He said that a lot of the crowd members are underemployed people.

"We've got a lot of students and a lot of retirees in our crowd, we've also got a lot of people from other parts of Africa, like Kenya, who do work for us in English. It's something that we're quite proud of, we pay out millions of Rands a year in crowd fees to unemployed or underemployed people to do this work.

"We're also seeing more and more demand for people to join our crowd. People are obviously looking for ways to earn extra income. You can sit at home, all you need is a phone or a laptop, and an Internet connection, to do the work," he said.

Combining AI with human intelligence

Ray said the company uses a lot of technology to gather data from the different sources. The raw data flows into the crowd process and then it uses the AI as a filter before it sends it out to the crowd.

AI can be good at classifying data for the crowd, for example if you look at SA airline Mango – the AI would be able to sift data to split mentions about Mango the airline, the fruit or the clothing brand. BrandsEye's sentiment analytics engine is also very accurate at identify neutral conversation.

"Neutral conversation can make up about 50% of the conversation. For example, that’s a tweet saying: Hey, @fnb what time does your Sandton branch open? Now that conversation is not that valuable to us, because it doesn't contain either praise or complaint."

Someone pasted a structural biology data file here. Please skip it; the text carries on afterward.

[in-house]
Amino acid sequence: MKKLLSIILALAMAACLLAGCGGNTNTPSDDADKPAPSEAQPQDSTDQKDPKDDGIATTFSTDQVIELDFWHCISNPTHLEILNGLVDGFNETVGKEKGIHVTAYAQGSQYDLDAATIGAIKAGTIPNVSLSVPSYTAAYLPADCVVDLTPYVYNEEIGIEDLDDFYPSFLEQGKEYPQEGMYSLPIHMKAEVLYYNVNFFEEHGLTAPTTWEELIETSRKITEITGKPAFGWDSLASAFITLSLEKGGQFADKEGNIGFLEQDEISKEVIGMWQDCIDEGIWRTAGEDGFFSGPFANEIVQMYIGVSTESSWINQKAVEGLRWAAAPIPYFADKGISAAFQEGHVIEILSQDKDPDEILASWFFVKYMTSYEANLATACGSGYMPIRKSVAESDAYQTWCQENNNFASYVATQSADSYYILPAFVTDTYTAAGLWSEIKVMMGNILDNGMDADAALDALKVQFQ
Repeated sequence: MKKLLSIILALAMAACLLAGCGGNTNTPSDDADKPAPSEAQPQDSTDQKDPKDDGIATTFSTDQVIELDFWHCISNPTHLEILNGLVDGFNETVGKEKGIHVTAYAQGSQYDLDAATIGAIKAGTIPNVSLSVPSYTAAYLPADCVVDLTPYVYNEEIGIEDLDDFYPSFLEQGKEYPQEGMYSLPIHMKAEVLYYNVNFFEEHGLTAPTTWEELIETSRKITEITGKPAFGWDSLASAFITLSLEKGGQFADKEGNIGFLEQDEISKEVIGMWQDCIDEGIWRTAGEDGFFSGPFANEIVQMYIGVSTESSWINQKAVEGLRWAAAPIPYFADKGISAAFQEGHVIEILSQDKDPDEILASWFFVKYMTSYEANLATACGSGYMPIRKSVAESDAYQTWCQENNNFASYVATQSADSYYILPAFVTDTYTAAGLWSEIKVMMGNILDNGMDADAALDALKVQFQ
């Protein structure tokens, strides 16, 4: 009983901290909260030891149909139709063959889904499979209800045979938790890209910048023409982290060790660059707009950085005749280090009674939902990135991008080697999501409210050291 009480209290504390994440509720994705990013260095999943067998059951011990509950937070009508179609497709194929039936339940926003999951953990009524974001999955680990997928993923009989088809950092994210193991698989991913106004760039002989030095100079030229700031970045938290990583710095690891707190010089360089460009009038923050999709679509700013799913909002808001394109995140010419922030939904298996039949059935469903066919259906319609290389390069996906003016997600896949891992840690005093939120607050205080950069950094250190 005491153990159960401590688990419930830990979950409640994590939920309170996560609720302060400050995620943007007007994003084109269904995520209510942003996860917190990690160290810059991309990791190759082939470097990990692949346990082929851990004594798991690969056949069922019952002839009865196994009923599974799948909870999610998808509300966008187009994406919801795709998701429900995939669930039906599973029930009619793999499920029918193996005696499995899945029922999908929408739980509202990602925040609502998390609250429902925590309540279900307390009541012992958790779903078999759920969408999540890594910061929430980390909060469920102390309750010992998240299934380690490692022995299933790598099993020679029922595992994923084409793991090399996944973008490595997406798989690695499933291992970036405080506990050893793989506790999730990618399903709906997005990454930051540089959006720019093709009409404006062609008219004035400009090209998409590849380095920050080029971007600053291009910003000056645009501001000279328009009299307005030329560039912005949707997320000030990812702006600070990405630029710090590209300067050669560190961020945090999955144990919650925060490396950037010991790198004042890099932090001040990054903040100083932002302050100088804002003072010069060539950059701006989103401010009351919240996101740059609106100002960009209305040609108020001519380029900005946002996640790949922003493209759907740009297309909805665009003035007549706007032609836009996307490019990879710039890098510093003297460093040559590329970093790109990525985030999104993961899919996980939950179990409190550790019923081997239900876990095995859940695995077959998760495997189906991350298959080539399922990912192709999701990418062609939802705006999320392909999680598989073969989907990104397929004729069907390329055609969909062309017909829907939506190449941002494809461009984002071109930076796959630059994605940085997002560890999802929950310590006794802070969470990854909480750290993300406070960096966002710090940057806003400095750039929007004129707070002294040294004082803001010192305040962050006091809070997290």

"We don't want to send that neutral conversation to our crowd for sentiment and topic analysis. So, about half of all of the conversation about FNB will be excluded by the AI, and only the remaining 50% will go to the crowd," he explained.

"So in short, we use AI in the beginning to try and reduce the workload of the crowd. And then we use AI after the crowd has done their work to do some things that a human can't do."

Middle East momentum

Ray said that most of the company's work outside of South Africa isn't coming from the rest of Africa. One of the main reasons is the language challenge.

The other challenge is that digital maturity is lower in other African countries and social media reach is often not high enough to produce the volumes of data that BrandsEye needs for its work.

"For example, a bank in Zimbabwe won't necessarily have enough tweets about it to make what we do viable. There are obviously some exceptions to that - markets like Kenya, Nigeria and Egypt where there is much larger penetration of digital devices, data costs are lower and social media is growing," he said.

However, growth outside of SA is a major strategy for the company.

"At the moment, we are very much focus on the Middle East as our next market, largely because of the weakness of AI when it comes to non-English or Chinese language. Arabic is a good example with lots of local variants and dialects and its own character set. There's lots of things about Arabic language which makes AI struggle with it," he said.


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Ray said that Arabic economies are growing quickly and are trying to digitally transform quickly while putting customer and citizen experience at the heart of their strategy.

"If you look at the UAE or Saudi Arabia, they're trying to show that they're much more progressive and caring about their consumers experiences and citizens experiences."

"So, we're going after the Middle East for those reasons. That's one part of our strategy, to take what we've done very well in South Africa and try replicated in other markets, where we have a technical advantage against AI," he concluded.

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*Top image is of BrandsEye CEO Nic Ray (Source: BrandsEye).

— Paula Gilbert, Editor, Connecting Africa